Urology Pearls: Do opposites really attract?

Shahar Madjar, MD

Do opposites attract or do birds of a feather flock together?

The idea that opposites attract is appealing. It is romantic. It is rooted in familiar love stories: Cinderella, Pretty Woman, and The Beauty and The Beast, just to name a few. It is a comforting idea: the less fortunate people can still mingle with the lucky ones. The blessings in this world will spread more evenly. Harmony might prevail.

The question of whether opposites attract calls for some critical thinking. I ask myself two questions: What does ‘opposites’ mean? And what are we talking about when we are talk about attraction?

Are we talking complete opposites? In terms of Geography, for example, a complete opposite romantic partner would be a person who lives, or at least has come from the other side of the world. He, or she was brought up in a different culture, belongs to a different class, believes in a different God, and holds opposite values and political affiliations. I imagine a straight line that passes from one spot on Earth, through Earth’s center, and reaches another point on Earth that is diametrically opposite to it (in Geography, such two points are called antipodes). For a person living in the Upper Peninsula of Michigan, this spot falls in the middle of the ocean. If you tried to meet your complete ‘geographical opposite,’ you will find yourself surrounded by water, cold, and alone.

I quickly calculated that a person’s chance to meet their complete opposite is even slimmer than that of finding their perfect soulmate. What we are talking about, then, isn’t a question of complete opposites. Instead, ‘opposites’ relates to only some traits, and only to some degree.

The second question is ‘What are we talking about when we talk about attraction?’ Are we talking about physical attraction that leads to a casual, brief love affair ? A spiritual connection? An attachment that results in a long, committed relationship?

In August 2023, Tanya B. Horowitz, a PhD student at the University of Boulder, Colorado, and her colleagues published an article in Nature Human Behavior. The researchers analyzed correlations between multiple different traits among partners. It was a meta-analysis–a study that combines and analyzes the results of several other research studies. She used two different sources for her calculations. The first was a group of 199 previously published studies

where she examined 22 traits. She also calculated the correlations between 133 traits in a group 79,074 couples in the UK Biobank–a large database that collects genetic and lifestyle information from half a million participants in the United Kingdom (participation is voluntary and the data is de-identified). The partners in all of these studies were either engaged, married, or lived together as couples (sometimes co-parenting children).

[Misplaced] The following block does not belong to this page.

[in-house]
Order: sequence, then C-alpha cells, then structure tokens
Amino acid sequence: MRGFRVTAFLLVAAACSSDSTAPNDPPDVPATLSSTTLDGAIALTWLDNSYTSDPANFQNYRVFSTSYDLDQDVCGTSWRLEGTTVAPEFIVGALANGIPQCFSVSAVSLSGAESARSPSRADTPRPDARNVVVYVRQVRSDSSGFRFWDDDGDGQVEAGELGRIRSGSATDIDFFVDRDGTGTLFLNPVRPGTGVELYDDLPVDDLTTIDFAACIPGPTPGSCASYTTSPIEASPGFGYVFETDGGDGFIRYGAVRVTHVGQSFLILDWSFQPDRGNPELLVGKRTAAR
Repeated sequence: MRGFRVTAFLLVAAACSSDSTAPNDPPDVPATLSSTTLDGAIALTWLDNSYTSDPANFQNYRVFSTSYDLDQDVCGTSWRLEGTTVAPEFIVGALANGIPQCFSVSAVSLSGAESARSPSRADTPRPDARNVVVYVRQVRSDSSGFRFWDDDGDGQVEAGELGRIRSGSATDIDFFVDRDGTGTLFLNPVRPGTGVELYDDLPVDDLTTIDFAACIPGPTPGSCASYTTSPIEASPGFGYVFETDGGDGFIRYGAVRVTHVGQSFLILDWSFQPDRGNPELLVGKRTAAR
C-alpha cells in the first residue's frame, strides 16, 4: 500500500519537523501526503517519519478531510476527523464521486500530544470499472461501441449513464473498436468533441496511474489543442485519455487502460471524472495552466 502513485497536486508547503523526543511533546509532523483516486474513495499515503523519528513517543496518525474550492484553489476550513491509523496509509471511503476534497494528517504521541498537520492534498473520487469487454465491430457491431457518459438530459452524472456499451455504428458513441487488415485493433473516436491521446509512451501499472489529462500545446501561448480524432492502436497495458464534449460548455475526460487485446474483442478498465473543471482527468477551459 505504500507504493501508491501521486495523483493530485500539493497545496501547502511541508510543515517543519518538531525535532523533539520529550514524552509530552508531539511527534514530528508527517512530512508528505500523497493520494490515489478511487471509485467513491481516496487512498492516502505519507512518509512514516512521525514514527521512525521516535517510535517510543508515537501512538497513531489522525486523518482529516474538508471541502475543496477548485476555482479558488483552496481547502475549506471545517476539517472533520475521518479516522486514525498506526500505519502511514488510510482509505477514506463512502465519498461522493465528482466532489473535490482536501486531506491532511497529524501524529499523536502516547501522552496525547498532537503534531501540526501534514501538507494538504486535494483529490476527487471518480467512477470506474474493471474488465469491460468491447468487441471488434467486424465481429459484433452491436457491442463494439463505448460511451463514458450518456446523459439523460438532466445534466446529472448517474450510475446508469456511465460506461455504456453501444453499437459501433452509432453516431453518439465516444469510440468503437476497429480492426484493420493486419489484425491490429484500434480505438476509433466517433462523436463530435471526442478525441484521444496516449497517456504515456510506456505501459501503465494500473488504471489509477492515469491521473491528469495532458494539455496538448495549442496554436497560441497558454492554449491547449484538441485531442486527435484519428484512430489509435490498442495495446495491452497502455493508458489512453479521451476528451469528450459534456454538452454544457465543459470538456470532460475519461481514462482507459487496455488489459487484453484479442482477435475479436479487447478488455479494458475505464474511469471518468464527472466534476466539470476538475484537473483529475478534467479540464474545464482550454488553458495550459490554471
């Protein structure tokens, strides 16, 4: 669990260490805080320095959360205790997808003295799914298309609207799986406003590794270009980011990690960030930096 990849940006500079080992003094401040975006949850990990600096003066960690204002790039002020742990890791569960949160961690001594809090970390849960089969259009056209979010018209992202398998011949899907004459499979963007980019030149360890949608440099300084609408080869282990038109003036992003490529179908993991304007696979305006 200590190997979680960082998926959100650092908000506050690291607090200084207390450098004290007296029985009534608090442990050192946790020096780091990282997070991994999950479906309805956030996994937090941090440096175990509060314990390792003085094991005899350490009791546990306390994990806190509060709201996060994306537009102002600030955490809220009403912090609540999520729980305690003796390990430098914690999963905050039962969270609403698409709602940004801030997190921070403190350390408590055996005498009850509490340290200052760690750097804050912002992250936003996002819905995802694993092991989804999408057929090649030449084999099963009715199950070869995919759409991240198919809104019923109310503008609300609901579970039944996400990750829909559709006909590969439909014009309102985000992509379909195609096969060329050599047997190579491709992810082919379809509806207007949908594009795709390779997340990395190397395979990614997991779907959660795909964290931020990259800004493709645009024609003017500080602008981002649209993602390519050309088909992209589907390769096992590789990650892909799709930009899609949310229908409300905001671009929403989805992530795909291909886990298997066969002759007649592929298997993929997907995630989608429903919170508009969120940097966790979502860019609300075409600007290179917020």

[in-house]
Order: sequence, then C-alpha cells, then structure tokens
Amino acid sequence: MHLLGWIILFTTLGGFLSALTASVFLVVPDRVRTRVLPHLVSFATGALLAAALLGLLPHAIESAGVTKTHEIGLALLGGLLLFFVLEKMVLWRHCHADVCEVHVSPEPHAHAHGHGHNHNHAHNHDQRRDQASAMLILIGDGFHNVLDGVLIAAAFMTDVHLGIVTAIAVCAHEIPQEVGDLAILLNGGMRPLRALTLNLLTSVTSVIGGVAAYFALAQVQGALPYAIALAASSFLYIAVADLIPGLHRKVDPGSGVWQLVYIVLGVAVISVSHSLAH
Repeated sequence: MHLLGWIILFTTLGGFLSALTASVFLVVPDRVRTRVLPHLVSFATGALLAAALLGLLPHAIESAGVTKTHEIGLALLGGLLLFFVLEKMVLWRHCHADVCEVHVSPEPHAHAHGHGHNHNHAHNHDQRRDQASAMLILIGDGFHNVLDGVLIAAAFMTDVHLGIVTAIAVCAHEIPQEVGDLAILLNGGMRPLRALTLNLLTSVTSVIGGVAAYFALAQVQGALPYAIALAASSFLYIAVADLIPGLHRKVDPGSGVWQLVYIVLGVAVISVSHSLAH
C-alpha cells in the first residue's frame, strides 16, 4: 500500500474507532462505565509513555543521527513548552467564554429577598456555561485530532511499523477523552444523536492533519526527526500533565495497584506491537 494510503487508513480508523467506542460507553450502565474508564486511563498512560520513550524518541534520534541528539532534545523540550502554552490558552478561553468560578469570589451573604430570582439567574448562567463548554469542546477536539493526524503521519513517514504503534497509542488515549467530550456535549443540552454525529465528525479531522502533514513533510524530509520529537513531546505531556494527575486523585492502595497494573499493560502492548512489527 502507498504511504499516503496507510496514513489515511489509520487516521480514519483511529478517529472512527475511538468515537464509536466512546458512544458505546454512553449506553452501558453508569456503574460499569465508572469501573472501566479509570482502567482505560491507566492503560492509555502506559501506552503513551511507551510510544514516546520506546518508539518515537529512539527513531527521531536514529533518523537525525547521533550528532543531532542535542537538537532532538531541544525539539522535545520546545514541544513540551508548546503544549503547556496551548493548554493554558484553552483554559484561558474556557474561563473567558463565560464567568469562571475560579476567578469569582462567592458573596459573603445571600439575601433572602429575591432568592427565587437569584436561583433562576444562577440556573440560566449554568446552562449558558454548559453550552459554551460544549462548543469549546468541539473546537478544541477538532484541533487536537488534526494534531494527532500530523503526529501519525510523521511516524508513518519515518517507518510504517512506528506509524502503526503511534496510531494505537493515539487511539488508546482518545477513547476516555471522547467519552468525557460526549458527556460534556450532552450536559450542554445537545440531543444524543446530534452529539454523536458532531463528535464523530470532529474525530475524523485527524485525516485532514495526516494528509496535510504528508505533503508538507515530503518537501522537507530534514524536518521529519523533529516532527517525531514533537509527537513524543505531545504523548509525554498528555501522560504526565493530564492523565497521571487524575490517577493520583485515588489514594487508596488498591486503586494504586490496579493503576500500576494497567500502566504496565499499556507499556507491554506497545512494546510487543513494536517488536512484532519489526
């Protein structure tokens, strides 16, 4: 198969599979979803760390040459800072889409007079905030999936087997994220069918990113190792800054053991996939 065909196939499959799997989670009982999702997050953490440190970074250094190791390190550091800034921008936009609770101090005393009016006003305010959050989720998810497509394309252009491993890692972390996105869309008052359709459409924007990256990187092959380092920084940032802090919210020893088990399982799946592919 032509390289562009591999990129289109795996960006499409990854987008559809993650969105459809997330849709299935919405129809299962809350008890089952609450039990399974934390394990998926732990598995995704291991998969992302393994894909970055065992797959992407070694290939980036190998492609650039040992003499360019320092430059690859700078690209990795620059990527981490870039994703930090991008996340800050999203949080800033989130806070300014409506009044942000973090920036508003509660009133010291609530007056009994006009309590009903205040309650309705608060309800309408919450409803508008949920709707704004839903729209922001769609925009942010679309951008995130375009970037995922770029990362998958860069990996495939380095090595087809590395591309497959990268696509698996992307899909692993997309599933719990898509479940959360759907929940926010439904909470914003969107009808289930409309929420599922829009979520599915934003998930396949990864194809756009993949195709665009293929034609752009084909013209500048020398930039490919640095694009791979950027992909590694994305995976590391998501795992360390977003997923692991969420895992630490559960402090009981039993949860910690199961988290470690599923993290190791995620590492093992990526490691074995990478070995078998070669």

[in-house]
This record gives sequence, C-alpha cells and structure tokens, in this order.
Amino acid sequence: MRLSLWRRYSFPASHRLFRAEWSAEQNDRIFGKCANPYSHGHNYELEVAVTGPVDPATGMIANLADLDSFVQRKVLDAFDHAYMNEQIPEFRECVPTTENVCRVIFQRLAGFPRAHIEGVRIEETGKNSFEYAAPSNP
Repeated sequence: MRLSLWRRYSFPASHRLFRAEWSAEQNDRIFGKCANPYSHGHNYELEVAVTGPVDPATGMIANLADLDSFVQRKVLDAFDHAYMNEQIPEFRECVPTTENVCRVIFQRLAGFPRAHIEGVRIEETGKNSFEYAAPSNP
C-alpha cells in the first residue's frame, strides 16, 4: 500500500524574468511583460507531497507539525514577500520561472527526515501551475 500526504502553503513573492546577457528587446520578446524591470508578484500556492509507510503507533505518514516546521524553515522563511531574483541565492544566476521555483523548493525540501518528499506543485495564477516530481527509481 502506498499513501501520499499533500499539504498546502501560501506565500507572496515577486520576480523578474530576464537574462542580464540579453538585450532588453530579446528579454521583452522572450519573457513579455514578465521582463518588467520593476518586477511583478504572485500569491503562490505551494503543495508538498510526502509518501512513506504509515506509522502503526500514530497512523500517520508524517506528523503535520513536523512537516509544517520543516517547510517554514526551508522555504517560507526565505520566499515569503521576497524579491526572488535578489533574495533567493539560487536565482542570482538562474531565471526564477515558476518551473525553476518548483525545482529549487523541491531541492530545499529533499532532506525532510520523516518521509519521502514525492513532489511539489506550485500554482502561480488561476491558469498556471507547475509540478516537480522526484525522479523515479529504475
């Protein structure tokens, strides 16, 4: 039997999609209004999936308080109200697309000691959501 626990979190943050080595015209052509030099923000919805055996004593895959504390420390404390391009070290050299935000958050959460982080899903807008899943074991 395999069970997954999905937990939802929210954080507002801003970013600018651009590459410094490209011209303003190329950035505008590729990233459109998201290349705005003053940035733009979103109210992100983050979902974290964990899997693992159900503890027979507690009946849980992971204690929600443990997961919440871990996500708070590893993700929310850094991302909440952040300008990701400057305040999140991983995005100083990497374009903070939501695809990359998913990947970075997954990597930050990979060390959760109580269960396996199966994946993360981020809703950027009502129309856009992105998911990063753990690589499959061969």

The traits Horowitz studied were diverse and included health related traits and anthropometric traits (such as overall health, presence of chest pain, height, weight, or hair color), demographic traits (year of birth and birthplace), psychological traits (financial security and happiness), substance use, and behavioral traits (the frequency of visits to family and friends, and time spent on the computer).

The article describes the correlations among partners but doesn’t provide clear information on the characteristics of the relationships themselves. Where these short, or long term relationships? I couldn’t find an answer. I assume that most participants were in a longer-term relationship. Also, these were all male-female couples (the study didn’t include same-sex couples).

The results indicate that the great majority (82%-89%) of the traits that were examined were similar among partners and only 3% of the traits ranked as substantially different.

The couples were closely matched in their political and religious views, level of education, and some measures of IQ. Heavy smokers and heavy drinkers tended to partner with one another.

The couples were also similar in their birth year, and the number of sexual partners they had.

In only a minority of traits the association was weak: early risers tended to pair up with night owls. People who worry a lot tended to pair with those who worry less. And left-handed people tended to match with right-handed people (not surprising because 85%-90% people are right handed which makes it difficult for a left-handed person to match with another left-handed person).

Despite the stories depicting opposites that attract, the findings in Horowitz’s study just make sense. Individuals are much more likely to find their partners in circumstances similar to their own: at the same neighborhood, at the same college, meeting with the same narrow group of friends and like-minded people. It is likely, also, that couples who stayed together, grew more similar to one another and that those who were “opposite enough,” grew even further apart. They are no longer in a relationship and therefore didn’t participate in this study. The study conclusion might therefore read: birds that flock together–for long enough–share similar feathers.

EDITOR’S NOTE: Shahar Madjar, MD, MBA, is a urologist and an author. He practices at Schoolcraft Memorial Hospital in Manistique, and in Baraga County Memorial Hospital in L’Anse. Find his books on Amazon or contact him at smadjar@yahoo.com.


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